…except, as it turns out, the Cougars fans may have been right all along.

Keenum signed a one-year deal with the Minnesota Vikings in the off-season. It was a $2 million contract, peanuts compared to the sort of deal signed by players currently riding the bench like Nick Foles ($27.5 million over five years), Mike Glennon ($18.5 million for the 2017 season alone), Brian Hoyer ($7.3 million for 2017), and even Matt Schaub ($9 million over two years). He entered the season as the backup to starter Sam Bradford, who was himself mostly keeping the spot warm while erstwhile starter Teddy Bridgewater, who missed the entire 2016 season because of a freak injury, recovered. Keenum was a cheap insurance policy, a one-year rental who might well get cut by the Vikings when Bridgewater returned.

But Bradford suffered injuries. He started only two games this year and is currently on injured reserve. Bridgewater is practicing with the Vikings again, but it’s unlikely he’s going to end up on the field anytime soon, and for a simple reason: Case Keenum is having not just the best season of his disappointing NFL career, but one of the best 2017 seasons of any quarterback in the league. Under his leadership, the Vikings are sitting on an 8-2 record, riding a six-game winning streak, and establishing themselves as legitimate Super Bowl contenders.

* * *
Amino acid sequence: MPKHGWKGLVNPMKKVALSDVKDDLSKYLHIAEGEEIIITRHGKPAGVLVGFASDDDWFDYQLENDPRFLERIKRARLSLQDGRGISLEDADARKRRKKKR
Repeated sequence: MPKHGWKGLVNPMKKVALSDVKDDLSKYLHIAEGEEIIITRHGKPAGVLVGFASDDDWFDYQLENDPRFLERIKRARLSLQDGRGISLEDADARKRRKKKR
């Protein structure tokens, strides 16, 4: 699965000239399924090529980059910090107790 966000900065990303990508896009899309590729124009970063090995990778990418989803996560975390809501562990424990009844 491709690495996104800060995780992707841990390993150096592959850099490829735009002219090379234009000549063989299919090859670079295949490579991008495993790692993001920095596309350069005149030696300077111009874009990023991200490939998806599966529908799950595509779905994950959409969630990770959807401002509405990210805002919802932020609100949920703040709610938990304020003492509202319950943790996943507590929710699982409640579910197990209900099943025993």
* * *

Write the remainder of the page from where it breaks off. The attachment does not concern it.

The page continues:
It’s not simply through the strength of Minnesota’s impressive defense, either. (Since week two, only one team has scored more than twenty points against the Vikings.) Keenum’s quarterback play has kept the Vikings in games they might have lost; it’s helped them pull away in games that a Super Bowl contender needs to dominate; and, in recent weeks, it’s put his name in the same conversation as stars like Tom Brady and Carson Wentz when Bridgewater’s potential return comes up. Why would you ever bench someone who’s playing like one of those guys?

On Sunday, going against the equally-hot Los Angeles Rams, Keenum led the Vikings offense to 24 points while stymieing one of the league’s best defenses. That came a week after out-dueling Washington’s Kirk Cousins in a four-touchdown performance that helped establish the possibility of the Vikings being the first team to host a Super Bowl in its home stadium.

At this point, it’s unlikely that Keenum wins the NFL MVP award, simply because Brady is still playing dominant ball and Wentz is the brightest star of a league that desperately needs a marketable face that’s under 40 years old. (Had Texans’ QB Deshaun Watson not suffered a season-ending injury, he’d likely be prominent in that conversation too.) But when the balloting for the award happens, it wouldn’t be a surprise to see Keenum pick up a few votes if he keeps it up. If that were to happen, it might mirror his Heisman balloting back in 2009, when a flashier player from a respected powerhouse program took the award and Keenum was once more an afterthought on the national stage. But even if he never gets the recognition that fans have long believed he deserves, Case Keenum is finally playing like the quarterback that Cougars fans always dreamed he could be.